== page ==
Stacey Pennicott is a senior executive with Tasmania’s peak mobility body, the Royal Automobile Club of Tasmania (RACT). As Chief Member Experience Officer, she is responsible for a broad portfolio including leading RACT’s advocacy, mobility and digital transformation strategies.  Stacey is an active participant on a range of national and international forums, gaining insights from her Automobile Club peers on a range of emerging mobility and technology related issues.

Professor Jason Byrne, Human Geography and Planning, University of Tasmania

Jason Byrne is a Professor of Human Geography and Planning. He researches urban political ecologies of green-space, climate change adaptation, and environmental justice. He has over 100 scholarly publications, including a multi-award-winning co-edited book – Australian Environmental Planning: Challenges and Future Prospects (Routledge). Professor Byrne has previously been awarded the Planning Institute Australia’s national award for cutting edge research and teaching, and has twice been awarded the PIA Queensland award in that category – as well as their overall award for planning excellence.

Before joining the University of Tasmania, Jason was an Associate Professor of Urban and Environmental Planning at Griffith University, Gold Coast, Queensland. Jason completed his PhD at the University of Southern California (2007) and was awarded a commendation for his doctoral research on urban and national parks and social disadvantage. Jason was a Senior Fellow at Johns Hopkins University Institute for Policy Studies (1999), where he researched environmental inequality. Prior to becoming an academic, Jason worked as a planning officer, environmental officer and policy writer with the Western Australian government. He now provides research consultancy services to the Queensland Government and City of Gold Coast Council. Jason is on the editorial board for Local Environment and Journal of Political Ecology, and has made regular radio appearances on ABC radio, as well as television interviews.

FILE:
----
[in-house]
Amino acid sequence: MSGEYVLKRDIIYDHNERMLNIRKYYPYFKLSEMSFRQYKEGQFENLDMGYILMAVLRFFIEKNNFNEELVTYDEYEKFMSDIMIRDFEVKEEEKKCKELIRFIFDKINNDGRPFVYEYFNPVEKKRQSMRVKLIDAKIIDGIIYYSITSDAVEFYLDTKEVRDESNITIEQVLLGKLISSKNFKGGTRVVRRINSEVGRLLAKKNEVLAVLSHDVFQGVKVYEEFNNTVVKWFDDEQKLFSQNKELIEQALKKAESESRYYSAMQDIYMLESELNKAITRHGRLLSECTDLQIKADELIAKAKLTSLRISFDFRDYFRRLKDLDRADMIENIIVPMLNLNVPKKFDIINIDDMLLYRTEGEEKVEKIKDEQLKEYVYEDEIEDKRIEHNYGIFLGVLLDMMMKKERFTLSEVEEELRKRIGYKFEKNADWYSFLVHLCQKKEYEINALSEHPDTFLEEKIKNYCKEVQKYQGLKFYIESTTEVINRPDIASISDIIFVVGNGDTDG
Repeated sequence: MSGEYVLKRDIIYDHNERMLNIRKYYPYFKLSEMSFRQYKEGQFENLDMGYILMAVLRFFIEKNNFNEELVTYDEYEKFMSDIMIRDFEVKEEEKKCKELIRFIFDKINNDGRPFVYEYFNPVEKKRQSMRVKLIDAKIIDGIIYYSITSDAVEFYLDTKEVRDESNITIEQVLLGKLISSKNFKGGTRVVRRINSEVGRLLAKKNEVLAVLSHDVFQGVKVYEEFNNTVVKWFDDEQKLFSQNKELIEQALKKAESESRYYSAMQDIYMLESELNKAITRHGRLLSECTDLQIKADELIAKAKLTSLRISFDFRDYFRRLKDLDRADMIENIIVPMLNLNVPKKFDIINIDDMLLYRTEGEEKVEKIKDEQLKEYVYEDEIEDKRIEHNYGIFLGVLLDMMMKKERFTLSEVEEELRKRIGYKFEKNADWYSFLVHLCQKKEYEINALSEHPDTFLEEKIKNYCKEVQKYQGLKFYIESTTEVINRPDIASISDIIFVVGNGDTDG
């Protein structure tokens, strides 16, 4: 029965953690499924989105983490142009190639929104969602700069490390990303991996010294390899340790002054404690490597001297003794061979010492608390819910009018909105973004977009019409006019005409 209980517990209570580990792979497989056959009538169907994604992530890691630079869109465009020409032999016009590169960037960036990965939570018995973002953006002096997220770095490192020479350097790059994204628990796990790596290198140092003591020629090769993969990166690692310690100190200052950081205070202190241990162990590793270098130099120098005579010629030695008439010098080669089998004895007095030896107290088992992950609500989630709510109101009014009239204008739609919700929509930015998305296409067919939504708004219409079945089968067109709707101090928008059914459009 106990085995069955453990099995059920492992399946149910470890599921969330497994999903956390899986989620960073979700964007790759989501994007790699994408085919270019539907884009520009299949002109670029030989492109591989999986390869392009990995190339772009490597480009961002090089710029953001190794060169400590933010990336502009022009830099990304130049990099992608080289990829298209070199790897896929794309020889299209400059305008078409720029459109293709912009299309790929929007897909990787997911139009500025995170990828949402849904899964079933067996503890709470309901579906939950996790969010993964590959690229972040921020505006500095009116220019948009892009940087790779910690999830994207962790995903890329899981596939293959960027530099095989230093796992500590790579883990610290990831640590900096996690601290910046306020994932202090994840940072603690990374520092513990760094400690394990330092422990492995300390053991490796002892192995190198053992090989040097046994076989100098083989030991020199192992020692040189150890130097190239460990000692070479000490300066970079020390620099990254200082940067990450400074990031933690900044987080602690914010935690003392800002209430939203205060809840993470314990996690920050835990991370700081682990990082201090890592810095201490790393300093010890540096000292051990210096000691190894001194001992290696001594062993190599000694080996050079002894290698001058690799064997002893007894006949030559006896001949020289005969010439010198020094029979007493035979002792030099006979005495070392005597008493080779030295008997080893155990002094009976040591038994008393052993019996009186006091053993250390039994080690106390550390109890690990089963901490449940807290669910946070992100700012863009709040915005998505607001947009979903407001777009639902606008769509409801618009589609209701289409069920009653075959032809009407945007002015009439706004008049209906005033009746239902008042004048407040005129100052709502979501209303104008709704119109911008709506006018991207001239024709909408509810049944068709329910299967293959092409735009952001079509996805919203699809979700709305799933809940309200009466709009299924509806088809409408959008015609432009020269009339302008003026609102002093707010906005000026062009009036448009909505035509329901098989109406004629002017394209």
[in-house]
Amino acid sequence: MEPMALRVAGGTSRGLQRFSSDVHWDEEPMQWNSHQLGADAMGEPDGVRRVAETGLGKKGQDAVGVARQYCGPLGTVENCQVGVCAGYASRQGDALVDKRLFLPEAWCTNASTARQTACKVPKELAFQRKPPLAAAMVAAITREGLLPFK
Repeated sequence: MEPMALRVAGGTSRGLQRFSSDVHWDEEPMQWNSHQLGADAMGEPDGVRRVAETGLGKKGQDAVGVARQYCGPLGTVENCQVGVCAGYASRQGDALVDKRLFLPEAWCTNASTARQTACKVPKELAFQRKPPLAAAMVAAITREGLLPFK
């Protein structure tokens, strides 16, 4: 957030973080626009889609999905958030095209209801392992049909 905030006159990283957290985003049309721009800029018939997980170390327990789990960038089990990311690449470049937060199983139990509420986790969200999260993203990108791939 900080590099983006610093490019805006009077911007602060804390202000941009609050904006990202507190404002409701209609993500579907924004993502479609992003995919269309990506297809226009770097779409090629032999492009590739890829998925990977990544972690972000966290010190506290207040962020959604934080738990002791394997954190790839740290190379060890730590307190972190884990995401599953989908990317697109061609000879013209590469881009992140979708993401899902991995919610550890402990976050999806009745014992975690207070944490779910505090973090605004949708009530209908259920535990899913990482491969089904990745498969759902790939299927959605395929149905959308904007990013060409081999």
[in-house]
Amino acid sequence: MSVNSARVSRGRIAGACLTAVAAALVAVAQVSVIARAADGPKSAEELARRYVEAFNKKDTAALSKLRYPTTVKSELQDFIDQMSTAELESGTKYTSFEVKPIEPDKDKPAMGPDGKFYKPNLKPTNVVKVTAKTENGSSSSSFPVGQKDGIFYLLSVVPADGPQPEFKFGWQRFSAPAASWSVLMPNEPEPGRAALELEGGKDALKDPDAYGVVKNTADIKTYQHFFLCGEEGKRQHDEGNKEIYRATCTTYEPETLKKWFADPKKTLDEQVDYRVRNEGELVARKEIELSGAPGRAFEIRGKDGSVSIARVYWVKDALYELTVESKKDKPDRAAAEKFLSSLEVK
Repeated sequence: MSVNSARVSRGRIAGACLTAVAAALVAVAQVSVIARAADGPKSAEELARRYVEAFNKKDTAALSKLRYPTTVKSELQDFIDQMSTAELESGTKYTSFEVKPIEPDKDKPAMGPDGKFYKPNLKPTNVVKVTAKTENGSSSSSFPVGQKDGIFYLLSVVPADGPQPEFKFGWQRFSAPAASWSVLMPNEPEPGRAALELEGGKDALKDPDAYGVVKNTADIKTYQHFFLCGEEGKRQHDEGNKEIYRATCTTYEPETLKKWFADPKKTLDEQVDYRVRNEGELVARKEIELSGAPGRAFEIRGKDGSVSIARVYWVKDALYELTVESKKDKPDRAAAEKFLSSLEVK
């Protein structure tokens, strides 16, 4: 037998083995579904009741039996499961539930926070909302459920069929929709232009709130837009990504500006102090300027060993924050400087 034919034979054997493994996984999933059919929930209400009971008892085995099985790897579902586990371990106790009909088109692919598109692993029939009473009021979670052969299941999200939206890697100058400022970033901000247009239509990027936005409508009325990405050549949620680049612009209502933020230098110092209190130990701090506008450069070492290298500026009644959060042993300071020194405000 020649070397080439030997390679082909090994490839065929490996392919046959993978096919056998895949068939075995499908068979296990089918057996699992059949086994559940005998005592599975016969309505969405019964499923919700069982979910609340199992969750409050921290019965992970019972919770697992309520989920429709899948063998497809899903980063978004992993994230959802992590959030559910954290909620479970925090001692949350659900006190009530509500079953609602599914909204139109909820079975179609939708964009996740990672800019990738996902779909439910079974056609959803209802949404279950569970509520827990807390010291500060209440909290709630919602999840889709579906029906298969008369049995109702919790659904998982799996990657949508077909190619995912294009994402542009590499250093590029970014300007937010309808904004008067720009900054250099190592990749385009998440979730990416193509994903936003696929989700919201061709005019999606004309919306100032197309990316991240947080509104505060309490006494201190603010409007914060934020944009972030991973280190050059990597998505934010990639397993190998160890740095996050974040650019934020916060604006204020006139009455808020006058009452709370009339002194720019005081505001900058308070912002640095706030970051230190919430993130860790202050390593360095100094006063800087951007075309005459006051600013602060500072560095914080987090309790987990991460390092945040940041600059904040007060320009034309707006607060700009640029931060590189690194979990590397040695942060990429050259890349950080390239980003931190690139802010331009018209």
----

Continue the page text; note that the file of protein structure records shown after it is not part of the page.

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Professor Rufus Black, Vice-Chancellor, University of Tasmania

Rufus Black is the Vice-Chancellor and President of the University of Tasmania. Previously, he was Master of Melbourne University’s Ormond College and an Enterprise Professor in the Department of Management and Marketing and a Principal Fellow in the Department of Philosophy at the University of Melbourne.

Rufus’ private sector experience includes nine years as a partner at McKinsey and Company, serving clients in Australia and Asia, and as a Director for national law firm Corrs Chambers Westgarth. His educational and social sector experience includes being the President of Museums Victoria, the Deputy Chancellor of Victoria University, the founding Chair of the Board of Teach for Australia, a Director of the New York based Teach for All and a Director of the Walter and Eliza Hall Institute of Medical Research.

Prof Black has worked extensively for government at Federaland State levels. He conducted the Black Review into the Department of Defence and the Prime Minister’s Independent Review of the Australian Intelligence Community and was the Strategic Advisor to the Secretary of Education in Victoria. He was a Board Member of Innovation Science Australia. Rufus holds degrees in law, politics, economics, ethics and theology from the University of Melbourne and Oxford University, where he studied as a Rhodes Scholar.

Source: Tasmanian Times